I’ve recently been exploring different ways of constructing a coauthorship network. In the past I’ve imported data gathered from PsycInfo in .csv file format into the informatin visualization software Gephi. This time I’ve decided to try using the Sci2 Tool and the Web of Science databases to get my data into Gephi for visualization and data exploration.
I used Scott Weingart’s guide for building co-citation networks using the Sci2 tool. It provides more detail and background on the process than I will post here, so check it out (it also has screenshots helpful for navigating the Web of Science and Sci2 Tool). Here I merely want to go over the steps I followed for a particular project, so description is thin.
I am interested in collaborative communities working in the discipline of health psychology. I want to use coauthorship networks to explore the most influential fields of collaborative research in the subdiscipline. I am trying to learn how to craft coauthorship networks and to begin to examine ways I might be able to use them in my research.
Part One: Downloading Data
1) Go to the Web of Science and search for a publication of interest using the ‘Publication Name’ in the dropdown menu. I’ve decided to use the journal Health Psychology.
2) Refine results: under Document Type, click ‘Article’, then hit ‘Refine’
3) Download all the records. Web of Science limits you to 500 records per download so you have to download a separate file for each 500 record chunk (i.e., 1-500, 501-1000, 10001-1500, etc.). Using the ‘Send to:’ dropdown menu, click on ‘Other File Formats’. At the pop-up box, check the box for records 1 to 500 and enter those numbers, change the record content to ‘Full Record and Cited References’, and change the file format to ‘Plain Text’. Save it somewhere you won’t forget. Do this for each 500 record chunk.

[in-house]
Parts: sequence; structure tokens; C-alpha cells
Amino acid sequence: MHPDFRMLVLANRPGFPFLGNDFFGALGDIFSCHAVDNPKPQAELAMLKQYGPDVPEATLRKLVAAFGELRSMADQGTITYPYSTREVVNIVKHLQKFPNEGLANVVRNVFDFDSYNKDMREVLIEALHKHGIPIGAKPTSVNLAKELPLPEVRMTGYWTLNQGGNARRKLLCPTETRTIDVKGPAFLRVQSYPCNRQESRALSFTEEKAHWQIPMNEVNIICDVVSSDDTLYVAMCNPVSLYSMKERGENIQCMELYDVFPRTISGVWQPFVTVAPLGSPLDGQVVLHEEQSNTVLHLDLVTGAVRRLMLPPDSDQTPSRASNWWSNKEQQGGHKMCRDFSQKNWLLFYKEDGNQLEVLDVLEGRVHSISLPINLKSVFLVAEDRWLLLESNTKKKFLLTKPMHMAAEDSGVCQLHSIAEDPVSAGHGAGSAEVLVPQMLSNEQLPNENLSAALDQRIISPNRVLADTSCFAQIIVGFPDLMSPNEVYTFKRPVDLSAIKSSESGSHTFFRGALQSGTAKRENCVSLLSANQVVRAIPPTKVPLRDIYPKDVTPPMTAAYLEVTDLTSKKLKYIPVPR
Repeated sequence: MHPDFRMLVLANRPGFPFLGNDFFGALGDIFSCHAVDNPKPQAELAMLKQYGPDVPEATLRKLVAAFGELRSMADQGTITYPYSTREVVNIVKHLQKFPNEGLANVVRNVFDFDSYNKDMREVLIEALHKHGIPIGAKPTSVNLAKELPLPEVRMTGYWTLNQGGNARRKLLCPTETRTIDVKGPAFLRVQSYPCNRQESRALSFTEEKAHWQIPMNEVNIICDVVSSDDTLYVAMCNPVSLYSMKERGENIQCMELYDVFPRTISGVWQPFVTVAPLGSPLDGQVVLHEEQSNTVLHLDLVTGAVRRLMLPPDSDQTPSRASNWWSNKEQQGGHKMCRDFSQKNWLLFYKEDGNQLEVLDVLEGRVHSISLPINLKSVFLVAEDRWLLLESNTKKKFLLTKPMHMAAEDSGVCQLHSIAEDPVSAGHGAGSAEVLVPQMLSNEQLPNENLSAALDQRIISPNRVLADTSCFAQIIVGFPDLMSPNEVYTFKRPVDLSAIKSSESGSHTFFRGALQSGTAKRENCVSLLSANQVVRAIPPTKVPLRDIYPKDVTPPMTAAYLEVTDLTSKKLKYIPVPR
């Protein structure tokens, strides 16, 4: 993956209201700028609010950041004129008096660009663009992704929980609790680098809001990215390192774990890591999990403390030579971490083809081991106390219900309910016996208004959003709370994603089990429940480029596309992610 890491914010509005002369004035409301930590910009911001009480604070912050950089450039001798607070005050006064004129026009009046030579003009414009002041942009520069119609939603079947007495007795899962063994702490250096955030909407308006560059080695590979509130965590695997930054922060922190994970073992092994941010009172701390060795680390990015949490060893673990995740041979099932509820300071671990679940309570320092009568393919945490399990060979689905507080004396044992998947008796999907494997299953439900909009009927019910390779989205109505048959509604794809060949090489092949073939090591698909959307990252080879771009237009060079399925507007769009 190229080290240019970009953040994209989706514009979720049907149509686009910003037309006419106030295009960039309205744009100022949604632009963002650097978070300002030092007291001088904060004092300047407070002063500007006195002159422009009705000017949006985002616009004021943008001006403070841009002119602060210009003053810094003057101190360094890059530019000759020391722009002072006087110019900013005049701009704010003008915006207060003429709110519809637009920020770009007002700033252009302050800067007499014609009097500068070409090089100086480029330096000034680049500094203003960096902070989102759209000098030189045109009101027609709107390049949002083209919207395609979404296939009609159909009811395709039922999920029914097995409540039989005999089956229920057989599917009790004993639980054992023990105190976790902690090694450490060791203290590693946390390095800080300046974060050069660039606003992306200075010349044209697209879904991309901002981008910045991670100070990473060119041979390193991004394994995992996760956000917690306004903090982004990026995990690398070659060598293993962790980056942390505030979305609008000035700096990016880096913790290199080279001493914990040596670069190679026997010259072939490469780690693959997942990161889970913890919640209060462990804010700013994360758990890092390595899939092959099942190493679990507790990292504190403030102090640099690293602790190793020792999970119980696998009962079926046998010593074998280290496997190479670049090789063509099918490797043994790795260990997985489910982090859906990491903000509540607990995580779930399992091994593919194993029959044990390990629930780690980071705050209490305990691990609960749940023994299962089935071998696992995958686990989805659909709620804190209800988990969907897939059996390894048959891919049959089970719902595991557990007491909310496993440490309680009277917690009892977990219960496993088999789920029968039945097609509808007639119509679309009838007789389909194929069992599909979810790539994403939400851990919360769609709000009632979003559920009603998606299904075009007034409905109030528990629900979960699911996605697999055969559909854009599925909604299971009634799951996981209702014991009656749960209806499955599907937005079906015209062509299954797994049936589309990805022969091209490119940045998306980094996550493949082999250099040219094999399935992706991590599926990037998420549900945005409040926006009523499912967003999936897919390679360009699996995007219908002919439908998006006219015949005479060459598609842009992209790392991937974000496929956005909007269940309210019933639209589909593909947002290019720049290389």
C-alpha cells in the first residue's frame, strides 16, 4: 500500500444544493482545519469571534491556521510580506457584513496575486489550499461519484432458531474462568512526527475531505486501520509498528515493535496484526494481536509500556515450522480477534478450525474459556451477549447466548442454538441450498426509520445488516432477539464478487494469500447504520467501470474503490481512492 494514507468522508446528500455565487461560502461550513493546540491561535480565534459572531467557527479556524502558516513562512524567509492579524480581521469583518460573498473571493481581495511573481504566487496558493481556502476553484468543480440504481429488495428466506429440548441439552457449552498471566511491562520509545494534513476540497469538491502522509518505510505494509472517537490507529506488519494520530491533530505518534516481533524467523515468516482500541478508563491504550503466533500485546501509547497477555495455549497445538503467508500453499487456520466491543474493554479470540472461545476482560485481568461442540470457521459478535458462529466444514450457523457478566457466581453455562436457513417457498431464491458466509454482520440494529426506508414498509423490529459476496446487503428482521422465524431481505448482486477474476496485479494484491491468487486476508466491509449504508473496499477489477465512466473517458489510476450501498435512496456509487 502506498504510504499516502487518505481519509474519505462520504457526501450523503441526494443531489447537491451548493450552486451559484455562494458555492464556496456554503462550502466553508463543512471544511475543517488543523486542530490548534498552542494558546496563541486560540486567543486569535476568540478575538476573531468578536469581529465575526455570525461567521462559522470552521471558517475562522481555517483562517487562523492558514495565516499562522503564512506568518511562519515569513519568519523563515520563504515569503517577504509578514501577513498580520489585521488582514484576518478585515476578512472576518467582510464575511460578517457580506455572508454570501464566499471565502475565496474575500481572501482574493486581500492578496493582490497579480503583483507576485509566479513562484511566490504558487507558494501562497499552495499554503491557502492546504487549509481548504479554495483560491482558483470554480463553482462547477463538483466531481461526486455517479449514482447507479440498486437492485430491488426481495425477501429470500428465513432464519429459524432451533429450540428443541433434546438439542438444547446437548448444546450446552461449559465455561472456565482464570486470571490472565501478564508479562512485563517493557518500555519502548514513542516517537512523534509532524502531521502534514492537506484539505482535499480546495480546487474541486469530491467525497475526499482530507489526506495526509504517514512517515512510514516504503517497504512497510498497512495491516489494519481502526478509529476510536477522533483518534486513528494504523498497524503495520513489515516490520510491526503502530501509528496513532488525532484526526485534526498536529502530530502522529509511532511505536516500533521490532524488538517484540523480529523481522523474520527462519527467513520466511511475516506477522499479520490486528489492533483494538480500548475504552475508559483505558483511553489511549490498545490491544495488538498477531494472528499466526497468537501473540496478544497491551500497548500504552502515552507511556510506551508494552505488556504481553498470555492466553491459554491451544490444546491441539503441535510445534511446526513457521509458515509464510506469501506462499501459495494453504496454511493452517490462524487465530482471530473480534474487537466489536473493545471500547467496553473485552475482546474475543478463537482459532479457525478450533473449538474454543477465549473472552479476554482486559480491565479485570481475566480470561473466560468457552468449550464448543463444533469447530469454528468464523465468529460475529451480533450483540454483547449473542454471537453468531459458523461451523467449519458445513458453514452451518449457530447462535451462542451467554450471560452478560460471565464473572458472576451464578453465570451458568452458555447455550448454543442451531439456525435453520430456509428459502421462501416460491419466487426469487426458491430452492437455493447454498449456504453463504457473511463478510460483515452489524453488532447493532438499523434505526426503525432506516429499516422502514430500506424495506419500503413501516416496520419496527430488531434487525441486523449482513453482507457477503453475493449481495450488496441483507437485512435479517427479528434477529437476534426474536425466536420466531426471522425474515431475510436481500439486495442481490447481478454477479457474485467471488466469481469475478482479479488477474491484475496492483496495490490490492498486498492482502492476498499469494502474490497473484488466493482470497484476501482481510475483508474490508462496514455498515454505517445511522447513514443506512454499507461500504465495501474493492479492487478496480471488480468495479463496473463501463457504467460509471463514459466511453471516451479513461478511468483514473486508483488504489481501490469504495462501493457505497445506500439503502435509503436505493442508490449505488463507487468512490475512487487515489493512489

4) Your files will probably be named: savedrecs.txt, savedrecs(1).txt, savedrecs(2).txt, and so on. The first two lines and the last line of every file are special header and footer lines. Header lines start with FN then VR and the footer line starts with EF. Since we want to merge all the files we have to delete the footer of the first file, the header and footer of the second file (and the others), and the header of the last file, so that the file has one header and one footer, and none in between.
Part Two: Creating a Coauthorship Network
1) Open the Sci2 Tool and go to ‘File > Load’. Open your merged records file, and select the ‘ISI flat format’ file.
2) Making sure the ‘Unique ISI Records’ file is selected, go to ‘Data Preparation > Extract Coauthorship Network’.
3) To make things more manageable I’ve decided to look at only the 100 most cited authors from a total of 1996 authors. To do this go to ‘Preprocessing > Networks > Extract Top Nodes’ and select ‘times_cited’.
4) Then I exported my new coauthorship network (called ‘Top 100 nodes by times_cited’ into Gephi by going to ‘Visualizations > Networks > Gephi’.
Part Three: Visualizing the Network